21 (22). Confirming the souls of the disciples, and exhorting them to continue in the faith : and that through many tribulations we must enter into the kingdom of God.

After instructing many at Derbe the two Apostles went back to the cities where they had previously preached and suffered, in order to encourage the faithful there to continue in the faith and to bear their trials for God and His Kingdom.

The fact that St Paul re-entered the city whose inhabitants had stoned him (19), and subsequently returned to places where he had earlier suffered (20), indicates his resolve to enter the Kingdom of God through-and in spite of-many tribulations.  Saint Paul (and, obviously, St Barnabas as well) thus become examples to be imitated (see 1 Thess 1:6-7; 2 Tim 3:10-12).

Confirming the souls of the disciples. For St Paul this is an important pastoral activity (see Rom 1:11; 16:25; 1 Thess 3:2, 13; 2 Thess 2:17; 3:3).

22 (23). And when they had ordained to them priests in every church, and had prayed with fasting, they commended them to the Lord, in whom they believed.

One of the principal reasons why Paul and Barnabas returned to the cities where they had preached was to establish and organize churches for the faithful and to ordain (χειροτονησαντες) priests for them. There is no doubt that there is question here of real ordination to the priesthood, because there was imposition of hands (χειροτονησαντες, literally, stretched out hands, i.e., laying on of hands), accompanied by prayer and fasting. See on Acts 13:3.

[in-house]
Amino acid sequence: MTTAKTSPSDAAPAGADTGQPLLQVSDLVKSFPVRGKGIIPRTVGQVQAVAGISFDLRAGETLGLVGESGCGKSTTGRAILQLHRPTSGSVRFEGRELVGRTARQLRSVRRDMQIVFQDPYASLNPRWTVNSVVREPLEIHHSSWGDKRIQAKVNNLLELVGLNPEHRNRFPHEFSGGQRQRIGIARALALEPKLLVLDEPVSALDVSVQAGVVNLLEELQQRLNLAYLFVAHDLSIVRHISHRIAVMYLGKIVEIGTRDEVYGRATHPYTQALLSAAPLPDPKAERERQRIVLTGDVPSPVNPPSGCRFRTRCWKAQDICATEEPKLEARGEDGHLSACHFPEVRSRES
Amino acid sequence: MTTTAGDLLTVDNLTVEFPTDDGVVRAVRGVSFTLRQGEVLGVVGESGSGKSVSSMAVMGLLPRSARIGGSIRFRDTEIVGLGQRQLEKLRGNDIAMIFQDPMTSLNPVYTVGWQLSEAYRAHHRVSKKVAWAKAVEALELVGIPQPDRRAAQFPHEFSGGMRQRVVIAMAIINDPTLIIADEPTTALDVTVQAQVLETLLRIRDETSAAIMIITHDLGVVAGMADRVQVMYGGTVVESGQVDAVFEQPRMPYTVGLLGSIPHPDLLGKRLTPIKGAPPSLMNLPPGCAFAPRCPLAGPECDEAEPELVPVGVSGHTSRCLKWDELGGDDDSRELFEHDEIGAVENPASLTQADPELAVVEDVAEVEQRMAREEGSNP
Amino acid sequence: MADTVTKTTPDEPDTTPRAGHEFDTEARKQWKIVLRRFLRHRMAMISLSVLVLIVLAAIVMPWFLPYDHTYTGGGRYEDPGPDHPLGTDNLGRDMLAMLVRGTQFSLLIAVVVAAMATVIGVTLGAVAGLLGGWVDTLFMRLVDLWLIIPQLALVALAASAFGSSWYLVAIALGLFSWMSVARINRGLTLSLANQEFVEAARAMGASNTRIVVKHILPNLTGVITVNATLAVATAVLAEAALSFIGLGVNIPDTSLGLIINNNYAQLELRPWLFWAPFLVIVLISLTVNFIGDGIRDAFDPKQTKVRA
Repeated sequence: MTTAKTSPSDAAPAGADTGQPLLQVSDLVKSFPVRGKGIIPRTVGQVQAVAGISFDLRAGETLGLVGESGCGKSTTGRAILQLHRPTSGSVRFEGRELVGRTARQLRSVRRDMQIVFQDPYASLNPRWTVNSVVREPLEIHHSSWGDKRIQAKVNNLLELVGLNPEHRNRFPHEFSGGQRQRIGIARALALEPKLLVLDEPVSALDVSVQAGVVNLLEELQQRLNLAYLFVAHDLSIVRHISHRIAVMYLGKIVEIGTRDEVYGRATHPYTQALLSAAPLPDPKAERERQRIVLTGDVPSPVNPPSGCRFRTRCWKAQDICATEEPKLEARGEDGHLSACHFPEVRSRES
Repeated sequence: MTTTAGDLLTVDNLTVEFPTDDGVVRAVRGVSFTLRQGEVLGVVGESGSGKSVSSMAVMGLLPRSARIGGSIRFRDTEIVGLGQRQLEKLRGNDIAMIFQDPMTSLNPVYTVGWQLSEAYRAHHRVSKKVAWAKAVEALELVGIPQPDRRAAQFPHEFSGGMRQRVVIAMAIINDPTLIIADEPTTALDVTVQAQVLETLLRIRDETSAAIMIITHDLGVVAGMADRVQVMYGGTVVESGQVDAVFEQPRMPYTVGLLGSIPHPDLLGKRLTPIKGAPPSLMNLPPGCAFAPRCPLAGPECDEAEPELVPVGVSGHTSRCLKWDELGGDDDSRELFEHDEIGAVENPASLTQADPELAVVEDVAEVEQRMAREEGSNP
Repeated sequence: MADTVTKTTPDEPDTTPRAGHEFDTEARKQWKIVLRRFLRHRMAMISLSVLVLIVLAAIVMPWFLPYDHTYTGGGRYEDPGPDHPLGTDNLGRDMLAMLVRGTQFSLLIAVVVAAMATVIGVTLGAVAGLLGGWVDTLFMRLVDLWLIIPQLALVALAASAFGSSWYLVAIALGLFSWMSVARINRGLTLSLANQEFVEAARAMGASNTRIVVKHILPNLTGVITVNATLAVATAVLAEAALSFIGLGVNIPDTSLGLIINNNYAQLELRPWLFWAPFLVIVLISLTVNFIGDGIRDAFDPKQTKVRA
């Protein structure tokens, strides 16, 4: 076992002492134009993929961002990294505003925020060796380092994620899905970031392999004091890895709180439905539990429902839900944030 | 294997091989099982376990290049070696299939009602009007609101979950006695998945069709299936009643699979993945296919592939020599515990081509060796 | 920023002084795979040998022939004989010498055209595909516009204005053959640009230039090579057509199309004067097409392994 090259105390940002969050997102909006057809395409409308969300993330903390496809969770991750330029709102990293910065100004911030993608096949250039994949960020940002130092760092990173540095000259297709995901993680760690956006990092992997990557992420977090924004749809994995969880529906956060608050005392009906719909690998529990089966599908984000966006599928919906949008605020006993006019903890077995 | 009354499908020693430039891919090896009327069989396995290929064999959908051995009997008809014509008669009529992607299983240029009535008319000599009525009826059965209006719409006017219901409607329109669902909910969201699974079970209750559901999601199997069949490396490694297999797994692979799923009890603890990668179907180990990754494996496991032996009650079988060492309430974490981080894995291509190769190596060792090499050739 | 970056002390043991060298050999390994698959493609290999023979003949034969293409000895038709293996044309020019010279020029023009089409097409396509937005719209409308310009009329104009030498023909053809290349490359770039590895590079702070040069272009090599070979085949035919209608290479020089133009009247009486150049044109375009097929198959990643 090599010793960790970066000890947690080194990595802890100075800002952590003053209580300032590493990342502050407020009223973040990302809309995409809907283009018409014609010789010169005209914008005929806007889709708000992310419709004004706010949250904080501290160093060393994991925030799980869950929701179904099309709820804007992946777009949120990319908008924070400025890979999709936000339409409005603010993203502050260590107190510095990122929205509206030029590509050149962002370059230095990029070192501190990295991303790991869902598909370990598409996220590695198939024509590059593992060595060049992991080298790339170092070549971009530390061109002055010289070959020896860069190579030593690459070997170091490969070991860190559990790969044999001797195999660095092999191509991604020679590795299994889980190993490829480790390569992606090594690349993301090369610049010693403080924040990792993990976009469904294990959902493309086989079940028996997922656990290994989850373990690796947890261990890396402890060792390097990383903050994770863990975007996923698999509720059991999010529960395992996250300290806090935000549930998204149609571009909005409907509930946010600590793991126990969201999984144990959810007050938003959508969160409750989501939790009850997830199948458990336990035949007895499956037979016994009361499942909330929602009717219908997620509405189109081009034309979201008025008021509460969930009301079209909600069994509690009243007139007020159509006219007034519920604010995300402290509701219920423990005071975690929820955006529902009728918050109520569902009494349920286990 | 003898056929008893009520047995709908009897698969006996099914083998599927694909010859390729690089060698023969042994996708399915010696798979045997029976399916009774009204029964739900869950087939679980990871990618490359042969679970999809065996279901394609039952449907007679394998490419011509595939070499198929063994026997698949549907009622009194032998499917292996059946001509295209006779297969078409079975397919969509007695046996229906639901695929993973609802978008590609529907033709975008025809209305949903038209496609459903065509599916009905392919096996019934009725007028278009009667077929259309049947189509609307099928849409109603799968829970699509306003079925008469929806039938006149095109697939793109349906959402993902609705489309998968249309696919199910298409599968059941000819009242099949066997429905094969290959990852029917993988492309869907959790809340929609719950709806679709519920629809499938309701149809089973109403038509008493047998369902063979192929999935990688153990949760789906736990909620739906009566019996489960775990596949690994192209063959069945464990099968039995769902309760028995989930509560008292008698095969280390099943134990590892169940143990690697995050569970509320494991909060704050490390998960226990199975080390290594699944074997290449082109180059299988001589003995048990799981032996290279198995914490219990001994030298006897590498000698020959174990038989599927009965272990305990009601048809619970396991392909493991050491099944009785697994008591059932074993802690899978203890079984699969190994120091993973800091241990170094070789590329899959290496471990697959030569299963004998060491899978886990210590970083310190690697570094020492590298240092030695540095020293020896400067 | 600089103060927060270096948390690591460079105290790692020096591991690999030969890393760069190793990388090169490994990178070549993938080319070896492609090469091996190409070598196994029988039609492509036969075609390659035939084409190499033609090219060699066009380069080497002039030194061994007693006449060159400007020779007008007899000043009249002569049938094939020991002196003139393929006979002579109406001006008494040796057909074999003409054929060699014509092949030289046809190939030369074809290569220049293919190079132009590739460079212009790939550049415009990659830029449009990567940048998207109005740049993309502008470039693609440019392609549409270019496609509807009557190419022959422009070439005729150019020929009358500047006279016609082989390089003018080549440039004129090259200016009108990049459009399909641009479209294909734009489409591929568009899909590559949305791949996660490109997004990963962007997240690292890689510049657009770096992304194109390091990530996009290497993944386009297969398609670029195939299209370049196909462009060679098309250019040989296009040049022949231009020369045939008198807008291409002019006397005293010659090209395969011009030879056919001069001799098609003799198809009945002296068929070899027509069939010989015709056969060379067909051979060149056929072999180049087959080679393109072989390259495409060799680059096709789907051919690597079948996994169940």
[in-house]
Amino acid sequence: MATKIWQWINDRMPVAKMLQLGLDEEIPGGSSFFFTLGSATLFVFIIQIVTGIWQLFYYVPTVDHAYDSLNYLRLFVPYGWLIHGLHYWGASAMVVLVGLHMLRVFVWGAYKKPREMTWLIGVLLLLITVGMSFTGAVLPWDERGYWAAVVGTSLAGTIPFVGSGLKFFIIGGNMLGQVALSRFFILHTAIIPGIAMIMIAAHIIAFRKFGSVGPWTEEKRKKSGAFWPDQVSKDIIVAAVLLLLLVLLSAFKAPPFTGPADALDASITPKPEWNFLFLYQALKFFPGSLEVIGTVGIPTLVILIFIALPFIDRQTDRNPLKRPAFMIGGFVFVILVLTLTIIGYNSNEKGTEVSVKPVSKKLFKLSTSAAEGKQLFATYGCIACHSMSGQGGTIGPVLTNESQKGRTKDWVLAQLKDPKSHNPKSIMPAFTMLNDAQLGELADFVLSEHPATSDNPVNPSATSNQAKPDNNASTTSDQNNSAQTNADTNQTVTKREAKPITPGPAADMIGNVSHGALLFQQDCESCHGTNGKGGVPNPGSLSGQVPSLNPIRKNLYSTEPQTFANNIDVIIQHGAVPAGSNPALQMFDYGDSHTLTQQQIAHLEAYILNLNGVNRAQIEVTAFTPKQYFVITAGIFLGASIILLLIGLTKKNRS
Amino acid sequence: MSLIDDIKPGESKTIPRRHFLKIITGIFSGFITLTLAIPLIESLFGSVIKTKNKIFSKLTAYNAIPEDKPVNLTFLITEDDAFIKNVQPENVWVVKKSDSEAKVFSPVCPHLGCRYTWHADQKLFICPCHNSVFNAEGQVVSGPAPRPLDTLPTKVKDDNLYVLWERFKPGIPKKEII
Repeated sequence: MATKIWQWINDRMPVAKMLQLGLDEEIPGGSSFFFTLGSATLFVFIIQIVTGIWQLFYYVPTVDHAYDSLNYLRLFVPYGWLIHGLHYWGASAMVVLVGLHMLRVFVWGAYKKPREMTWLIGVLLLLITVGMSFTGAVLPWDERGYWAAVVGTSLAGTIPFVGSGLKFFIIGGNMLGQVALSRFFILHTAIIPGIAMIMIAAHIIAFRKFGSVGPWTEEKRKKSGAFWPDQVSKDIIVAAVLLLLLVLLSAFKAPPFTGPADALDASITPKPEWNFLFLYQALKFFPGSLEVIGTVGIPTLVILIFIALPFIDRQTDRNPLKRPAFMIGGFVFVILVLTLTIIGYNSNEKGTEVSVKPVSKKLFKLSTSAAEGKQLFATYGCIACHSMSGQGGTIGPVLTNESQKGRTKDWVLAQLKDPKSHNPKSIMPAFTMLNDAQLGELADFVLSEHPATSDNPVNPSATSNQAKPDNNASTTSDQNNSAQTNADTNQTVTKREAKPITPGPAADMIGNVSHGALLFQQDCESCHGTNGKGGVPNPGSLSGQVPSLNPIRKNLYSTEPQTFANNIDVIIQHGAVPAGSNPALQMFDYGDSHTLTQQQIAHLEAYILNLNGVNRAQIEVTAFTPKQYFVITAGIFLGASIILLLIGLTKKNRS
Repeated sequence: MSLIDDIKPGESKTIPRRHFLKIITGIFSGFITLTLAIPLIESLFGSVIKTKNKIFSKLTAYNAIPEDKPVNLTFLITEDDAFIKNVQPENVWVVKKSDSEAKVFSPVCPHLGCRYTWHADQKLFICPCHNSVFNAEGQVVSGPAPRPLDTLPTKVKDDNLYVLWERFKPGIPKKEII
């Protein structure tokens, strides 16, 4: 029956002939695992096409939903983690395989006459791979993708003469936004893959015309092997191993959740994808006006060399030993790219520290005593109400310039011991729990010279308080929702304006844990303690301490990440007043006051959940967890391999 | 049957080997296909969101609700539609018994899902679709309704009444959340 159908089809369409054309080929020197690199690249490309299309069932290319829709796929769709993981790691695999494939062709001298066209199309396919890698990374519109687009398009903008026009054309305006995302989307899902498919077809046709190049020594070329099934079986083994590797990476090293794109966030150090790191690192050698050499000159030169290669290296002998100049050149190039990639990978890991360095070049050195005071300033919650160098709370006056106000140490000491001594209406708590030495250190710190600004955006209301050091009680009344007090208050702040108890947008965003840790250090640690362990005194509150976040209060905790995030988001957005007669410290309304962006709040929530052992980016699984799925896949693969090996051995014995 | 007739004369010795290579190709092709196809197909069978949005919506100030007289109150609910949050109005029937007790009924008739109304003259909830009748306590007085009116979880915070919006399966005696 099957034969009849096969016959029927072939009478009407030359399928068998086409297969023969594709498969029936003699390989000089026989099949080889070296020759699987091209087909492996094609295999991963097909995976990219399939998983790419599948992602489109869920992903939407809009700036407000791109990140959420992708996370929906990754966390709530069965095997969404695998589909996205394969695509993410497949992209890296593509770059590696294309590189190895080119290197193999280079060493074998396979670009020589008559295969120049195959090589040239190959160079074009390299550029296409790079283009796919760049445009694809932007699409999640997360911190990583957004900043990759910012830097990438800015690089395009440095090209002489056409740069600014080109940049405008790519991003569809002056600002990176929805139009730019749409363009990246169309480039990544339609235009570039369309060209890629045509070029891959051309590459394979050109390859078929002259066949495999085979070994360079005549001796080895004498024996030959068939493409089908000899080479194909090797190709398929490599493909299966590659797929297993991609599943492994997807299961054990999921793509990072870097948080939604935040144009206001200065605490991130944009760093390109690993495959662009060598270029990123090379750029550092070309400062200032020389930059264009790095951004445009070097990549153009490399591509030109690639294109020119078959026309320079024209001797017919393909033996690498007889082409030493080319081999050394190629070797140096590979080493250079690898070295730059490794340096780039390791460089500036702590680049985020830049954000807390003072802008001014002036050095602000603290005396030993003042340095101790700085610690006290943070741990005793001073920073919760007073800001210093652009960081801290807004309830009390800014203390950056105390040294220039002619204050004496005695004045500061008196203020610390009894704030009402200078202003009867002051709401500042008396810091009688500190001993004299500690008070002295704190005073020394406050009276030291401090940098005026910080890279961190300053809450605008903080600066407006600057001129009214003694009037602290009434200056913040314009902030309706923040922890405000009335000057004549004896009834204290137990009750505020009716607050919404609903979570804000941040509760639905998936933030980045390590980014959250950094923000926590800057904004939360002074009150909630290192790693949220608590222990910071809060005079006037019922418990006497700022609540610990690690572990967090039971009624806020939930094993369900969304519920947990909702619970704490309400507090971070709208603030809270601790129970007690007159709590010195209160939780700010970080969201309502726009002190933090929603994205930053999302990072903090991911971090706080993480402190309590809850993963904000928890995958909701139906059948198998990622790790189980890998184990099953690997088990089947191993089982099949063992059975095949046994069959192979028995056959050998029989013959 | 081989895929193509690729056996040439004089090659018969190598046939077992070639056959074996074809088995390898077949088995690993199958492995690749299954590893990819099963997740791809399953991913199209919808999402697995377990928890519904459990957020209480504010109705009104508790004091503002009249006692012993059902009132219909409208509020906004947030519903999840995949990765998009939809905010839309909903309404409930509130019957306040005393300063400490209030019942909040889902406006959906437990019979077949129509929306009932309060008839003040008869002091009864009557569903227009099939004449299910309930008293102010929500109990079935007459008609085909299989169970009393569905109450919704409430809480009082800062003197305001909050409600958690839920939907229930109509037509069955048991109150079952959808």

The verbal form of χειροτονησαντες  literally signifies to extend the hand, and
refers to a method of voting by raising the hand; it also frequently means to choose, to appoint, and when used, as here, in connection with prayer and fasting, it refers, without doubt, to real ordination. Hence the word  was often used by the Greek Fathers to signify ordination, and has come to be the official name of that Sacrament in the Greek Church, while the noun form there
means the Sacrament of Confirmation. Cf. Crelier, La Sainte Bible, Les Actes des Apotres.

23 (24). And passing through Pisidia, they came into Pamphylia.
24 (25). And having spoken the word of the Lord in Perge, they went down into Attalia

Attalia, now called Sandalia, was one of the principal seaports of Pamphylia. It was founded by King Attalus II.

3 Responses to “Father Callan’s Commentary on Acts 14:19-28”

  1. […] Father Callan’s Commentary on Today’s First Reading (Acts 14:19-28). […]

  2. […] Father Callan’s Commentary on Today’s First Reading (Acts 14:19-28). […]

  3. […] Father Callan’s Commentary on Today’s First Reading (Acts 14:19-28). […]

Leave a Reply

Fill in your details below or click an icon to log in: Logo

You are commenting using your account. Log Out /  Change )

Google photo

You are commenting using your Google account. Log Out /  Change )

Twitter picture

You are commenting using your Twitter account. Log Out /  Change )

Facebook photo

You are commenting using your Facebook account. Log Out /  Change )

Connecting to %s

This site uses Akismet to reduce spam. Learn how your comment data is processed.

%d bloggers like this: